Elliptic-curve cryptography

Elliptic-curve cryptography (ECC) is an approach to public-key cryptography based on the algebraic structure of elliptic curves over finite fields. ECC allows smaller keys compared to non-EC cryptography (based on plain Galois fields) to provide equivalent security.[1]

Elliptic curves are applicable for key agreement, digital signatures, pseudo-random generators and other tasks. Indirectly, they can be used for encryption by combining the key agreement with a symmetric encryption scheme. Elliptic curves are also used in several integer factorization algorithms based on elliptic curves that have applications in cryptography, such as Lenstra elliptic-curve factorization.

Public-key cryptography is based on the intractability of certain mathematical problems. Early public-key systems based their security on the assumption that it is difficult to factor a large integer composed of two or more large prime factors. For later elliptic-curve-based protocols, the base assumption is that finding the discrete logarithm of a random elliptic curve element with respect to a publicly known base point is infeasible: this is the "elliptic curve discrete logarithm problem" (ECDLP). The security of elliptic curve cryptography depends on the ability to compute a point multiplication and the inability to compute the multiplicand given the original and product points. The size of the elliptic curve, measured by the total number of discrete integer pairs satisfying the curve equation, determines the difficulty of the problem.

The U.S. National Institute of Standards and Technology (NIST) has endorsed elliptic curve cryptography in its Suite B set of recommended algorithms, specifically elliptic-curve Diffie–Hellman (ECDH) for key exchange and Elliptic Curve Digital Signature Algorithm (ECDSA) for digital signature. The U.S. National Security Agency (NSA) allows their use for protecting information classified up to top secret with 384-bit keys.[2] However, in August 2015, the NSA announced that it plans to replace Suite B with a new cipher suite due to concerns about quantum computing attacks on ECC.[3]

While the RSA patent expired in 2000, there may be . However some argue that the US government elliptic curve digital signature standard (ECDSA; NIST FIPS 186-3) and certain practical ECC-based key exchange schemes (including ECDH) can be implemented without infringing them, including RSA Laboratories[4] and Daniel J. Bernstein.[5]

The primary benefit promised by elliptic curve cryptography is a smaller key size, reducing storage and transmission requirements,[6] i.e. that an elliptic curve group could provide the same level of security afforded by an RSA-based system with a large modulus and correspondingly larger key: for example, a 256-bit elliptic curve public key should provide comparable security to a 3072-bit RSA public key.

The use of elliptic curves in cryptography was suggested independently by Neal Koblitz[7] and Victor S. Miller[8] in 1985. Elliptic curve cryptography algorithms entered wide use in 2004 to 2005.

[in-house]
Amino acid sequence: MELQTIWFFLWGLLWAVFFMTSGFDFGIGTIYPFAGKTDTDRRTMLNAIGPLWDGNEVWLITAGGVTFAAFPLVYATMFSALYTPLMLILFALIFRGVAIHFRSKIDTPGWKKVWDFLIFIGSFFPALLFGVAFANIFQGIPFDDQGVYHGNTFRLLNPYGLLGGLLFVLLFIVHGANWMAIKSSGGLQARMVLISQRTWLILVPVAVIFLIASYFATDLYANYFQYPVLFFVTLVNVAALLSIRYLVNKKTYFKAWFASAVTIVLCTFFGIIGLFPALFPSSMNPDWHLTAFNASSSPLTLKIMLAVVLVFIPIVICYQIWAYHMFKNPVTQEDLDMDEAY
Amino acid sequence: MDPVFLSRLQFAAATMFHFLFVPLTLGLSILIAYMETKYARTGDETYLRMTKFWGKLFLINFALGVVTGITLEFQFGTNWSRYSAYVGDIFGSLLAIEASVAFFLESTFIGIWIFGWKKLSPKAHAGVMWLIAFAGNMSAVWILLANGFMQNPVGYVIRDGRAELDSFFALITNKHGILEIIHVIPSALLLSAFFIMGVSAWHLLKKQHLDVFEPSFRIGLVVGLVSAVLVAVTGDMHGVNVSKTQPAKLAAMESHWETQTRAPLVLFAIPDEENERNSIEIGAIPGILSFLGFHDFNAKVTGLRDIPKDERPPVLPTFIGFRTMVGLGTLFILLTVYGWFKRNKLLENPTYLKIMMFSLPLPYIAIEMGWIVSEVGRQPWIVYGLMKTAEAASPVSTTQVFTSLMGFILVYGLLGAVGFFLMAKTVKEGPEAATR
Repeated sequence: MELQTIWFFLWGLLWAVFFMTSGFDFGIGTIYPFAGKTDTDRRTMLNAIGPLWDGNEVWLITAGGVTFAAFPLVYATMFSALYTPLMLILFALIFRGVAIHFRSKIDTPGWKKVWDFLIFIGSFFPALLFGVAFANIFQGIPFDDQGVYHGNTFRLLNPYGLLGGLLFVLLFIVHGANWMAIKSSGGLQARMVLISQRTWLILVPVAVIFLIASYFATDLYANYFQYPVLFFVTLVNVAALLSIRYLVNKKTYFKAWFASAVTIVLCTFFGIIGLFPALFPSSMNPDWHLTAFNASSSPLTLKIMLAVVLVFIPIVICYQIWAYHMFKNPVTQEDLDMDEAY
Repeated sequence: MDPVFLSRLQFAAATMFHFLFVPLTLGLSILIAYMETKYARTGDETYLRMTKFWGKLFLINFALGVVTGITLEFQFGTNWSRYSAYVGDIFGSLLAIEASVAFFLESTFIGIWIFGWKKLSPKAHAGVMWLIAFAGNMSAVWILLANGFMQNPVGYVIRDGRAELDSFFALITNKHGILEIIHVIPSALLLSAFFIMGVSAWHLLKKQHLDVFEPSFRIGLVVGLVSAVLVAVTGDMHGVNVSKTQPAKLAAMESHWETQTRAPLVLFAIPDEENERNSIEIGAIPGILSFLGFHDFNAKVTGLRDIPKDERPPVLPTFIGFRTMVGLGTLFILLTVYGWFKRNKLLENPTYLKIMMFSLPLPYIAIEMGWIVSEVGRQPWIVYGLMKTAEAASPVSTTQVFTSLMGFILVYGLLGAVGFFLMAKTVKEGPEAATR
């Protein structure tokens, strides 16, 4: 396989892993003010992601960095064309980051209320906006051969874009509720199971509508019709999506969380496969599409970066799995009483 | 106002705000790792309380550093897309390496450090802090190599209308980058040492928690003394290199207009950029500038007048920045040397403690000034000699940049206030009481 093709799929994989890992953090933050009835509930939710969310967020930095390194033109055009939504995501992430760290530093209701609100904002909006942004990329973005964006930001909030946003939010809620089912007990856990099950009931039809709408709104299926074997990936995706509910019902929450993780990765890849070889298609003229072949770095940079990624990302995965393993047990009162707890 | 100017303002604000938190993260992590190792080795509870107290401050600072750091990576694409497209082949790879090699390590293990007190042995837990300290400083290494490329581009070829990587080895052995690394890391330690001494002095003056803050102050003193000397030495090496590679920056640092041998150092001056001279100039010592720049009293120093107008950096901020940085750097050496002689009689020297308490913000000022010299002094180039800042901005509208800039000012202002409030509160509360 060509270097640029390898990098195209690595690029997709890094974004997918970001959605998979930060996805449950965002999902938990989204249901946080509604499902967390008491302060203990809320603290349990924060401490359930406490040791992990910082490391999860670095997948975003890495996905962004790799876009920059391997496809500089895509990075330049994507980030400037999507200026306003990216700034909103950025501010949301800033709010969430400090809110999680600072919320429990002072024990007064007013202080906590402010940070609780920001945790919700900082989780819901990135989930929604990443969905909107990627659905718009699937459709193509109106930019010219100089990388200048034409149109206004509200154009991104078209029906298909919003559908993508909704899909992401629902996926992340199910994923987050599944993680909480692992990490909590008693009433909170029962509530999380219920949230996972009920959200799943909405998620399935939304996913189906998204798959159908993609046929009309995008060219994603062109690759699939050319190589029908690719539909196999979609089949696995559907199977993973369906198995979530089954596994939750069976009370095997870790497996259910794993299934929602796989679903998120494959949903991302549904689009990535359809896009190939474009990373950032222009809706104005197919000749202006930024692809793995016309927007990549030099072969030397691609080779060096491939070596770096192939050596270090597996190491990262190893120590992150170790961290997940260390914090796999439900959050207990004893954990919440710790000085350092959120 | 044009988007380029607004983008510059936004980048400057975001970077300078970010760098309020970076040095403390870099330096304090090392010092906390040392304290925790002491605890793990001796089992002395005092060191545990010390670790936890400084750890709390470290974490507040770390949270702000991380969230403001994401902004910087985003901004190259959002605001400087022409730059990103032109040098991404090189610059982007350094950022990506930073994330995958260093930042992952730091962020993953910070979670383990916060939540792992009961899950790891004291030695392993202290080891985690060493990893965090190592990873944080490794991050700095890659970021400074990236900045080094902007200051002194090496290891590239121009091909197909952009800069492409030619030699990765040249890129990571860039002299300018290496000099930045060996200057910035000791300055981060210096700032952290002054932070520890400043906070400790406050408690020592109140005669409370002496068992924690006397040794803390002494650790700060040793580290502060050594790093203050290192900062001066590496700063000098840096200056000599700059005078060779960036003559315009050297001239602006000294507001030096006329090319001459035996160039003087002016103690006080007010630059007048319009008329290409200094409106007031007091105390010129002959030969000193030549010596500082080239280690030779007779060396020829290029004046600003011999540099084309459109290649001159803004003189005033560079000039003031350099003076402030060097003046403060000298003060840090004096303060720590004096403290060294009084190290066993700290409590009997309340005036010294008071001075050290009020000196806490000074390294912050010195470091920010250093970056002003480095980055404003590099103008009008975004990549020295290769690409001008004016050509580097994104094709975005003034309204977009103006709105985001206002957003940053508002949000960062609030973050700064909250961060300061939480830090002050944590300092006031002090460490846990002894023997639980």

For current cryptographic purposes, an elliptic curve is a plane curve over a finite field (rather than the real numbers) which consists of the points satisfying the equation:

along with a distinguished point at infinity, denoted ∞. The coordinates here are to be chosen from a fixed finite field of characteristic not equal to 2 or 3, or the curve equation will be somewhat more complicated.

This set together with the group operation of elliptic curves is an abelian group, with the point at infinity as an identity element. The structure of the group is inherited from the divisor group of the underlying algebraic variety:

At the RSA Conference 2005, the National Security Agency (NSA) announced Suite B which exclusively uses ECC for digital signature generation and key exchange. The suite is intended to protect both classified and unclassified national security systems and information.[6]

Recently, a large number of cryptographic primitives based on bilinear mappings on various elliptic curve groups, such as the Weil and Tate pairings, have been introduced. Schemes based on these primitives provide efficient identity-based encryption as well as pairing-based signatures, signcryption, key agreement, and proxy re-encryption.

Unless there is an assurance that domain parameters were generated by a party trusted with respect to their use, the domain parameters must be validated before use.

The generation of domain parameters is not usually done by each participant because this involves computing the number of points on a curve which is time-consuming and troublesome to implement. As a result, several standard bodies published domain parameters of elliptic curves for several common field sizes. Such domain parameters are commonly known as "standard curves" or "named curves"; a named curve can be referenced either by name or by the unique object identifier defined in the standard documents:

SECG test vectors are also available.[9] NIST has approved many SECG curves, so there is a significant overlap between the specifications published by NIST and SECG. EC domain parameters may be either specified by value or by name.

If one (despite the above) wants to construct one's own domain parameters, one should select the underlying field and then use one of the following strategies to find a curve with appropriate (i.e., near prime) number of points using one of the following methods: